The African rat found 71 landmines and 38 unexploded ordnance during his service, according to APOPO, the NGO that clears the mines that train him.
But APOPO said the venerable rat, who turns seven later this year. “Work hard and deserve to rest now.”
“Even though he is still strong But he was already in retirement. And it’s starting to slow down noticeably,” APOPO said. “It’s time.”
His work helped the organization clear over 225,000 square meters in Cambodia. where decades of conflict have left the landscape with unexploded dangerous equipment.
Magawa is larger than a common pet rat. But it’s still light enough not to drop a mine by walking past it. as a human miner might do. That advantage allowed APOPO to train him and the other mice. Detect the smell of explosive chemicals used in landmines and notify supervisors.
The group praised Magawa for “Allowing local communities to live, work, play and be educated without fear of losing life or limbs.”
African giant rats are smart and easy to train. Magawa began training at an early age and “passed all the tests with flying colors” before being sent to Cambodia, the PDSA said when handing him the medal.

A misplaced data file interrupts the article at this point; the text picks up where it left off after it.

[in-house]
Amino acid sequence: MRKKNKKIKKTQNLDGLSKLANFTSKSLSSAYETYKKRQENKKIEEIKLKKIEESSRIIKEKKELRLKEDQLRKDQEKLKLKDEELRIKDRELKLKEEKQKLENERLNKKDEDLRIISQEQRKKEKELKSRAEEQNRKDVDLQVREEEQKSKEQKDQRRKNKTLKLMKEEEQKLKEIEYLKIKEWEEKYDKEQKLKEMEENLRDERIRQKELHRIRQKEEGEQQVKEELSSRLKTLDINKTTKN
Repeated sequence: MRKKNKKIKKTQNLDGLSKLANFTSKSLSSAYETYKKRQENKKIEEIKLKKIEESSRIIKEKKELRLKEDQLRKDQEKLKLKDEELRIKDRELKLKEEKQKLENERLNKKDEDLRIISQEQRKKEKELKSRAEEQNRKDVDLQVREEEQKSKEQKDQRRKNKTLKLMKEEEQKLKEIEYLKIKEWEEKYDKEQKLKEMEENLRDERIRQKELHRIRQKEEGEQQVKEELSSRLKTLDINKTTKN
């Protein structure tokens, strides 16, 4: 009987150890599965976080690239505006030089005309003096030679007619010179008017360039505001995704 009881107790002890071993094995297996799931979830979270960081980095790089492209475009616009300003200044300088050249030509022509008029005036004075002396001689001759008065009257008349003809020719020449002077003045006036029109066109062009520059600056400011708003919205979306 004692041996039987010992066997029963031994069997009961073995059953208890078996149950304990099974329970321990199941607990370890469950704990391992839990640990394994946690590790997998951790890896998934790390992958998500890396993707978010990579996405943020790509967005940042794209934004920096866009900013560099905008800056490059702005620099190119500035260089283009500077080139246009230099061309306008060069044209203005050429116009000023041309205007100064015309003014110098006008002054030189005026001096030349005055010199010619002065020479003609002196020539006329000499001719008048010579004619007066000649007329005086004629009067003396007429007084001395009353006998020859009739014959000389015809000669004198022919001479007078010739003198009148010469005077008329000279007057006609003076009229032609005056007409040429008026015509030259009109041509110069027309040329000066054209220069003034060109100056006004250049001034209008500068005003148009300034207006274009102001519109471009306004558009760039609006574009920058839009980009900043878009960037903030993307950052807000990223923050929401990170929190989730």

He was trained to ignore the scraps lying around. and signaled to his caretaker when the exact location of the mine was detected. He was able to locate mines so quickly that he was able to clear an area the size of a tennis court in 30 minutes, something that would take four days for humans using a metal detector, PDSA said.
Several countries dropped unexploded ordnance across Cambodia, Vietnam and Laos during the Vietnam War.
Then, after the fall of the Khmer Rouge The ensuing civil war and the invasion of Vietnam saw a rise in landmines across the Southeast Asian nation.
APOPO said it cleared 4.3 million square meters in Cambodia alone last year, which “would not have been possible without the help of the little hero Magawa.” The organization operates in 59 countries.
CNN’s Jessie Yeung contributed to the report.